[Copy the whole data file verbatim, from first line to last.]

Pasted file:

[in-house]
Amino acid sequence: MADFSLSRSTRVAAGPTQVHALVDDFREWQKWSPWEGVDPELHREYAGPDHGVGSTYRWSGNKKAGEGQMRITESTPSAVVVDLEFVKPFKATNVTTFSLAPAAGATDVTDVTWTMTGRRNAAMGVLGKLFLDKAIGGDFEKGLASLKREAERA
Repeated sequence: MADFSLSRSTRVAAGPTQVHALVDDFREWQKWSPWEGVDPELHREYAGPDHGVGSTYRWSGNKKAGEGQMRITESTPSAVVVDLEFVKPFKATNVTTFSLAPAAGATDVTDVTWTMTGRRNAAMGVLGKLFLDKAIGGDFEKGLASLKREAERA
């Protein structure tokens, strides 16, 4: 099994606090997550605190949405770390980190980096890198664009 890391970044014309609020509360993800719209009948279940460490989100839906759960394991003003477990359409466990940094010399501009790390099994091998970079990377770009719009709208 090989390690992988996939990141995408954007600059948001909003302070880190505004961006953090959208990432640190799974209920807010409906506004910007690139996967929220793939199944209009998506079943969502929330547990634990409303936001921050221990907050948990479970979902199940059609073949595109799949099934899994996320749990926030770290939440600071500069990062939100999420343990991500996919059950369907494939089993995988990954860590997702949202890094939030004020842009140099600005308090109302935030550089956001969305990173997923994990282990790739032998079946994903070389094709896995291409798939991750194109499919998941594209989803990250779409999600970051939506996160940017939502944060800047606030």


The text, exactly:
[in-house]
Amino acid sequence: MADFSLSRSTRVAAGPTQVHALVDDFREWQKWSPWEGVDPELHREYAGPDHGVGSTYRWSGNKKAGEGQMRITESTPSAVVVDLEFVKPFKATNVTTFSLAPAAGATDVTDVTWTMTGRRNAAMGVLGKLFLDKAIGGDFEKGLASLKREAERA
Repeated sequence: MADFSLSRSTRVAAGPTQVHALVDDFREWQKWSPWEGVDPELHREYAGPDHGVGSTYRWSGNKKAGEGQMRITESTPSAVVVDLEFVKPFKATNVTTFSLAPAAGATDVTDVTWTMTGRRNAAMGVLGKLFLDKAIGGDFEKGLASLKREAERA
């Protein structure tokens, strides 16, 4: 099994606090997550605190949405770390980190980096890198664009 890391970044014309609020509360993800719209009948279940460490989100839906759960394991003003477990359409466990940094010399501009790390099994091998970079990377770009719009709208 090989390690992988996939990141995408954007600059948001909003302070880190505004961006953090959208990432640190799974209920807010409906506004910007690139996967929220793939199944209009998506079943969502929330547990634990409303936001921050221990907050948990479970979902199940059609073949595109799949099934899994996320749990926030770290939440600071500069990062939100999420343990991500996919059950369907494939089993995988990954860590997702949202890094939030004020842009140099600005308090109302935030550089956001969305990173997923994990282990790739032998079946994903070389094709896995291409798939991750194109499919998941594209989803990250779409999600970051939506996160940017939502944060800047606030």